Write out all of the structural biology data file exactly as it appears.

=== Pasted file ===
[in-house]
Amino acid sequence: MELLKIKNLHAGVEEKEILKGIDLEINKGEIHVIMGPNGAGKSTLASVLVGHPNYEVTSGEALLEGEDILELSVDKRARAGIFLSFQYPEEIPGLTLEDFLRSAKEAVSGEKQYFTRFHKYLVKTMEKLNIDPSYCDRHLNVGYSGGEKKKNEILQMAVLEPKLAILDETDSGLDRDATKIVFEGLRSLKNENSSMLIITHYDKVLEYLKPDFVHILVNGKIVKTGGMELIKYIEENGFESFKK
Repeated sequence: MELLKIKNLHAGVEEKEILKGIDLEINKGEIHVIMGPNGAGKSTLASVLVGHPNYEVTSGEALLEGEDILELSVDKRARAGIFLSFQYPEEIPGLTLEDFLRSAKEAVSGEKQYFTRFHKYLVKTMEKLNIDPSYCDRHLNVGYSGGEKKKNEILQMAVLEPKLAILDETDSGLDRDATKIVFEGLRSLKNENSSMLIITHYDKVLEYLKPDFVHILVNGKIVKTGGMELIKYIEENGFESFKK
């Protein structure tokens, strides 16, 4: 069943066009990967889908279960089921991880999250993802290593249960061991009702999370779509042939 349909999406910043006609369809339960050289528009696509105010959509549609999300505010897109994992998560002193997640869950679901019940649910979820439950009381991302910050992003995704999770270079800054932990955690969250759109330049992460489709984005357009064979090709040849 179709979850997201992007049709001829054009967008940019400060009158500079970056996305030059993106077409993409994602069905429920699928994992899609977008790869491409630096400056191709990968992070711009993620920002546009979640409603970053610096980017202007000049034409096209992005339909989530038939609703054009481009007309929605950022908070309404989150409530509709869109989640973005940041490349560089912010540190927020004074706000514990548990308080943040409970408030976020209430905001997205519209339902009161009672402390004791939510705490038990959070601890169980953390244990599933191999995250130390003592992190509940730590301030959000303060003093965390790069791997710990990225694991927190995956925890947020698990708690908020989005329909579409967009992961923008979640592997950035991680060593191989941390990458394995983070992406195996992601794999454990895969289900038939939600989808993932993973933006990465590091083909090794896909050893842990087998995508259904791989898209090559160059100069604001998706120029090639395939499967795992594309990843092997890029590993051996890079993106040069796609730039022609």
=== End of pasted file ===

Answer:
[in-house]
Amino acid sequence: MELLKIKNLHAGVEEKEILKGIDLEINKGEIHVIMGPNGAGKSTLASVLVGHPNYEVTSGEALLEGEDILELSVDKRARAGIFLSFQYPEEIPGLTLEDFLRSAKEAVSGEKQYFTRFHKYLVKTMEKLNIDPSYCDRHLNVGYSGGEKKKNEILQMAVLEPKLAILDETDSGLDRDATKIVFEGLRSLKNENSSMLIITHYDKVLEYLKPDFVHILVNGKIVKTGGMELIKYIEENGFESFKK
Repeated sequence: MELLKIKNLHAGVEEKEILKGIDLEINKGEIHVIMGPNGAGKSTLASVLVGHPNYEVTSGEALLEGEDILELSVDKRARAGIFLSFQYPEEIPGLTLEDFLRSAKEAVSGEKQYFTRFHKYLVKTMEKLNIDPSYCDRHLNVGYSGGEKKKNEILQMAVLEPKLAILDETDSGLDRDATKIVFEGLRSLKNENSSMLIITHYDKVLEYLKPDFVHILVNGKIVKTGGMELIKYIEENGFESFKK
């Protein structure tokens, strides 16, 4: 069943066009990967889908279960089921991880999250993802290593249960061991009702999370779509042939 349909999406910043006609369809339960050289528009696509105010959509549609999300505010897109994992998560002193997640869950679901019940649910979820439950009381991302910050992003995704999770270079800054932990955690969250759109330049992460489709984005357009064979090709040849 179709979850997201992007049709001829054009967008940019400060009158500079970056996305030059993106077409993409994602069905429920699928994992899609977008790869491409630096400056191709990968992070711009993620920002546009979640409603970053610096980017202007000049034409096209992005339909989530038939609703054009481009007309929605950022908070309404989150409530509709869109989640973005940041490349560089912010540190927020004074706000514990548990308080943040409970408030976020209430905001997205519209339902009161009672402390004791939510705490038990959070601890169980953390244990599933191999995250130390003592992190509940730590301030959000303060003093965390790069791997710990990225694991927190995956925890947020698990708690908020989005329909579409967009992961923008979640592997950035991680060593191989941390990458394995983070992406195996992601794999454990895969289900038939939600989808993932993973933006990465590091083909090794896909050893842990087998995508259904791989898209090559160059100069604001998706120029090639395939499967795992594309990843092997890029590993051996890079993106040069796609730039022609």